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you are here: Home Valle d'Aosta The Door of the Vallée Bard


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The name derives from the Celtic word "bar" (rock). Small, quiet center of the lower Val d'Aosta, which backs onto the mountain along the left bank of Baltea, Bard is located in a narrow and deep gorge near the confluence with the valley of Champorcher, on a rocky promontory at 381 meters above sea level . The village presents a typical medieval town plan, with beautiful homes that enrich the only street: the House of Bishop. House Valperga, House Ciucci, which presents the structural elements from the XVI century, the House of Meridiana, the XVIII century Palace of the Nicole Family , home of the noble de Jordanis in the XIV century. The latter, in particular, was renovated in the XVIII century by the new owners, the Nicole, last counts of Bard. The building spreads over three floors, it is decorated with stucco and features a private chapel located on the top floor, decorated by the paintings of 1758, of the artist Giovanni Antonio da Biella. Last, but not least, House Challant, converted into a noble residence in the XV and the XVI century by the family Challant, one of the most powerful of the Val d'Aosta.
The village with its charming views is among the best preserved of the entire region. The buildings feature characteristic cross windows and mullioned windows.
Symbol of the country is the Forte (stronghold),an imposing structure, built of stone. It consists of three main buildings set on different levels and is located high above the town, on top of a rock covered by vegetation at the point where the bed of the river makes an abrupt turn. The structure features an increased emphasis due to the whiteness of the stones .
From Bard, at only 30 miles, it is possible to reach Gressoney-La Trinité or take the motorway to Saint Vincent and then in half an hour it is possible to reach the Col de Joux, from where one can enjoy seven miles of downhill slopes.
The discovery of stone carvings evidence that Bard was aleady a settlement in the Neolithic Ages. The town was fortified for the first time in Roman times, then a second time in the VI century by King Theodoric Ostrogoths due to its controlling position over the valleys of Dora, Ayas and Champorcher. The territory was for centuries under the control of the Lords of Bar which also dominated over the valley of Champorcher.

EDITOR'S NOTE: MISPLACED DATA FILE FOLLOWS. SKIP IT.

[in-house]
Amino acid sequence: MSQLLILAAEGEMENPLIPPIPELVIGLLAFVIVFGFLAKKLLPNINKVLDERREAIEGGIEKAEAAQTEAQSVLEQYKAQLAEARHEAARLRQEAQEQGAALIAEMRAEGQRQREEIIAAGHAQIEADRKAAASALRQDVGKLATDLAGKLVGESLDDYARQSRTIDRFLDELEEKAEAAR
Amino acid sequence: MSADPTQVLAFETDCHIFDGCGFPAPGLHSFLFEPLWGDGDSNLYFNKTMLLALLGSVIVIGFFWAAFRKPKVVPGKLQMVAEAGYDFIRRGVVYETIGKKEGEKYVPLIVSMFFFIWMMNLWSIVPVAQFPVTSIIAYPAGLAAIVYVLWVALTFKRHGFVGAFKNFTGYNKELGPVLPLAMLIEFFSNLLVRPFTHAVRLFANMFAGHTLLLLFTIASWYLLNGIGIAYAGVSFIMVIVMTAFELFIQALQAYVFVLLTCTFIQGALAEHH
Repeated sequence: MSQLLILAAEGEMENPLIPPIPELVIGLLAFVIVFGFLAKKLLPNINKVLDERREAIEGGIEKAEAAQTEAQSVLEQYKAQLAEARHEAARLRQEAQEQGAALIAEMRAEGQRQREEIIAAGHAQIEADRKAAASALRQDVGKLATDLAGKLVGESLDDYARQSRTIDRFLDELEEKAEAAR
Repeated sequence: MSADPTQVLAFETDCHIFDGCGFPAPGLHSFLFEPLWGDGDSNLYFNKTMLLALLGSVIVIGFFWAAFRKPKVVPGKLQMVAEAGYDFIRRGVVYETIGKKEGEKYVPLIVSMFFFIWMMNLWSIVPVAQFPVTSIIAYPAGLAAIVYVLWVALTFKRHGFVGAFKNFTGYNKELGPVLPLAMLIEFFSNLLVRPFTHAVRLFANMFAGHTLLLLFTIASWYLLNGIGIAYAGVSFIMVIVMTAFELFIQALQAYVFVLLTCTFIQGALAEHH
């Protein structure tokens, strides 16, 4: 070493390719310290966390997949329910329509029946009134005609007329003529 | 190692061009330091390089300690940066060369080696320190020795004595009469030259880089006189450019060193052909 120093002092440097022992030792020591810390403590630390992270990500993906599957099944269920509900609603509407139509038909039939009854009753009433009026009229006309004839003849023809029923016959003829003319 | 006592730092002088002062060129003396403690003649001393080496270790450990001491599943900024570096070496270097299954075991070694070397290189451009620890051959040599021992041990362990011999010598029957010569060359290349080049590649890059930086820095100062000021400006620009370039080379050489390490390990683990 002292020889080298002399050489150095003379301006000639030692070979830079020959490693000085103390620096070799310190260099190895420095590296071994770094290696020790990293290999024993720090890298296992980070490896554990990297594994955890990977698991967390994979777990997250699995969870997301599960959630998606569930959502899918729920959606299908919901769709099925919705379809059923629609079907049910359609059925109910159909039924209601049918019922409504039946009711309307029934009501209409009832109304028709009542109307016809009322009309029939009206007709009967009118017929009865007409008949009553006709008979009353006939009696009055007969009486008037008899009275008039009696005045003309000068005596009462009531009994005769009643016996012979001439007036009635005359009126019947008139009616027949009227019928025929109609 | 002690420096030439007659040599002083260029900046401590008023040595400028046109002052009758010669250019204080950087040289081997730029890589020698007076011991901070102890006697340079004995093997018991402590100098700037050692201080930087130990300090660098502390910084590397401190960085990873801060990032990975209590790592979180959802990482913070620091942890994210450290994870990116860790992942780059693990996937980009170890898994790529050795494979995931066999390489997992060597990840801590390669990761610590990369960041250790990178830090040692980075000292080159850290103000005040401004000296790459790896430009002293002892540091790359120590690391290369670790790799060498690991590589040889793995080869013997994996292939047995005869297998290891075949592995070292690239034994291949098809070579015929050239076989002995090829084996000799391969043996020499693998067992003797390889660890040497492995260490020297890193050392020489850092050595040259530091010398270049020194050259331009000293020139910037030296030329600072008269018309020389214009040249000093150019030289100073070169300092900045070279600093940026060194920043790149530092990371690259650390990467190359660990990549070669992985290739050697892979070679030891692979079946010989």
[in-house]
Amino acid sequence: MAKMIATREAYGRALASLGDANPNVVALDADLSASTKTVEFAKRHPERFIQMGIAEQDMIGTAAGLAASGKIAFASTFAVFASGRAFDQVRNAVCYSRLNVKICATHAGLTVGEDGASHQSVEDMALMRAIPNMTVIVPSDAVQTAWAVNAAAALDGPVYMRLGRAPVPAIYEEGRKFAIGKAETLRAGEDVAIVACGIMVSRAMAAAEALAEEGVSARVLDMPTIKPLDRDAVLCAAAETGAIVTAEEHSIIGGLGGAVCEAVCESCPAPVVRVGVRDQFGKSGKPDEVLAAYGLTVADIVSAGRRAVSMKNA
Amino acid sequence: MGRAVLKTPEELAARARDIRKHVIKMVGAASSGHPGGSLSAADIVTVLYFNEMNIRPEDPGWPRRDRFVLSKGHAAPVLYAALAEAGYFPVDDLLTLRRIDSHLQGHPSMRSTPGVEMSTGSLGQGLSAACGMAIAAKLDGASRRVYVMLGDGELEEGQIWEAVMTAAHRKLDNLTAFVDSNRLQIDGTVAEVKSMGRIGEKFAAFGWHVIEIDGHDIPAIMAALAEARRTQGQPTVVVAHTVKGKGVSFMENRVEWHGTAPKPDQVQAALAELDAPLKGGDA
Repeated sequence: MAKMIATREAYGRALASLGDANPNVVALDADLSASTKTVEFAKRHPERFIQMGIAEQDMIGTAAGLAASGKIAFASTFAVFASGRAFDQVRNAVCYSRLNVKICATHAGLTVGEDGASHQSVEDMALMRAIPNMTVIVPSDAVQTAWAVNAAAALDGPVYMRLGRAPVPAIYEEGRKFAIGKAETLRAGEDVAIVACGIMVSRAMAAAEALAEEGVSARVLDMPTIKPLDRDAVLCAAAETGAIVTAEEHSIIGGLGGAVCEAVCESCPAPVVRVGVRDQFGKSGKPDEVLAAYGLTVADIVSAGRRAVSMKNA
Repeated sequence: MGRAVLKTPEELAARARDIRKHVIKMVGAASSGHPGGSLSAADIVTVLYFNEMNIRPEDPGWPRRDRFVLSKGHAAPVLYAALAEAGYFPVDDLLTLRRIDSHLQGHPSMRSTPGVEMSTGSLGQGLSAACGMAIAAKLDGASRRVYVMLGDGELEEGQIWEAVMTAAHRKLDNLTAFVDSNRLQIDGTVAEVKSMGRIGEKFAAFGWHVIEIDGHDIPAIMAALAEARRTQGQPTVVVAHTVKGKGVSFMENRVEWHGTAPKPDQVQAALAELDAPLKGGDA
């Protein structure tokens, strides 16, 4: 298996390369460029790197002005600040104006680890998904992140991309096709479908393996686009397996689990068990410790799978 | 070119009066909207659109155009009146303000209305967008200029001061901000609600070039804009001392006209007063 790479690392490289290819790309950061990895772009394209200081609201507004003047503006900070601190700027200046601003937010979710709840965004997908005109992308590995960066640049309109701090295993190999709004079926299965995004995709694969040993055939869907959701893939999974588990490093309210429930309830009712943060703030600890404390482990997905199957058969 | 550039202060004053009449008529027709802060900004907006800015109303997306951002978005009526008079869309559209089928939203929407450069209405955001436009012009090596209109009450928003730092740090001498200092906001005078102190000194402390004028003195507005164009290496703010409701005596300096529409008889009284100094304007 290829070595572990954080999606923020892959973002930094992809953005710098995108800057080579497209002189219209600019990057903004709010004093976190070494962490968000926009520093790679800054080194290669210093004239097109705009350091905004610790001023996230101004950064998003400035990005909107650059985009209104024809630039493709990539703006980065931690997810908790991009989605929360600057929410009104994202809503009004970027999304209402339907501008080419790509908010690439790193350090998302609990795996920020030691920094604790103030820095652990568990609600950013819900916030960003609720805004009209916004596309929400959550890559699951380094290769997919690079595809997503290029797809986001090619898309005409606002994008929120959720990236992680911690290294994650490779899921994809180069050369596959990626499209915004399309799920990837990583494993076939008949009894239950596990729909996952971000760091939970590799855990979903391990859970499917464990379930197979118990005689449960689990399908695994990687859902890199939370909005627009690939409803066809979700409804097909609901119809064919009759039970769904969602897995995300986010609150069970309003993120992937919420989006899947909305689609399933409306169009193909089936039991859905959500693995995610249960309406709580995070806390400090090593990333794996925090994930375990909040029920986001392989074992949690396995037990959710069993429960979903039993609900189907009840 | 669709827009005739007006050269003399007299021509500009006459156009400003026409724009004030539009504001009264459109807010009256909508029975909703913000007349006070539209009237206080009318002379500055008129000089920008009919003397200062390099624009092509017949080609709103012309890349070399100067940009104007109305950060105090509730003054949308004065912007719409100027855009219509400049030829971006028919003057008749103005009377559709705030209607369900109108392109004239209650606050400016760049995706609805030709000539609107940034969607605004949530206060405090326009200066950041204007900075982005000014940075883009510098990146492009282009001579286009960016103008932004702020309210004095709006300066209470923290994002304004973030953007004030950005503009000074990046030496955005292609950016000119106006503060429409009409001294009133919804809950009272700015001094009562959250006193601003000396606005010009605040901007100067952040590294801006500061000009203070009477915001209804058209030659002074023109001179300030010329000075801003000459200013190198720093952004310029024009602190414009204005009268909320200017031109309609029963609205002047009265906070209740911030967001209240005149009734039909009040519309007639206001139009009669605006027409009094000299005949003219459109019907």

Not to miss:

The Church of the Assumption of Mary, located in the square, originated in the XII century. The present construction, built at the end of the XIX century, has a simple façade topped by a gable, a single rectangular nave, which is preceded by a stone staircase and an arched portico under which there is a visible monochrome painting which is the unique original feature of the XVI century. The bell tower of the second half of the XIII century in Romanesque style, has a square base with single and double windows.
The Quartier (headquarters) consists of a series of buildings, including a corner tower and other elements that date from the XV century and the first half of the XVI century.
The Forte was built in the XV century on a pre-existing Roman fortress by Amedeo IV of Savoy. It was destroyed by Napoleon and rebuilt by Charles Albert in 1830. Subject through the centuries of various transformations, today it houses the Museum of the Alps, a temporary exhibition and seat of numerous events.
The consular Roman road to Gallia, cut into the rock for over 200 meters. Still visible is part of the road that leads to the Donnas.
The medieval bridge over the Dora Baltea, located at the beginning of the village, which has been renovated several times. Originally the bed of the river was wider, but at present three arches are buried in the mud.
The archaeological geological site at the foot of the fortress of Bard is one of the most important of the Val d'Aosta, there are rock carvings that testify human presence since the Neolithic Ages.


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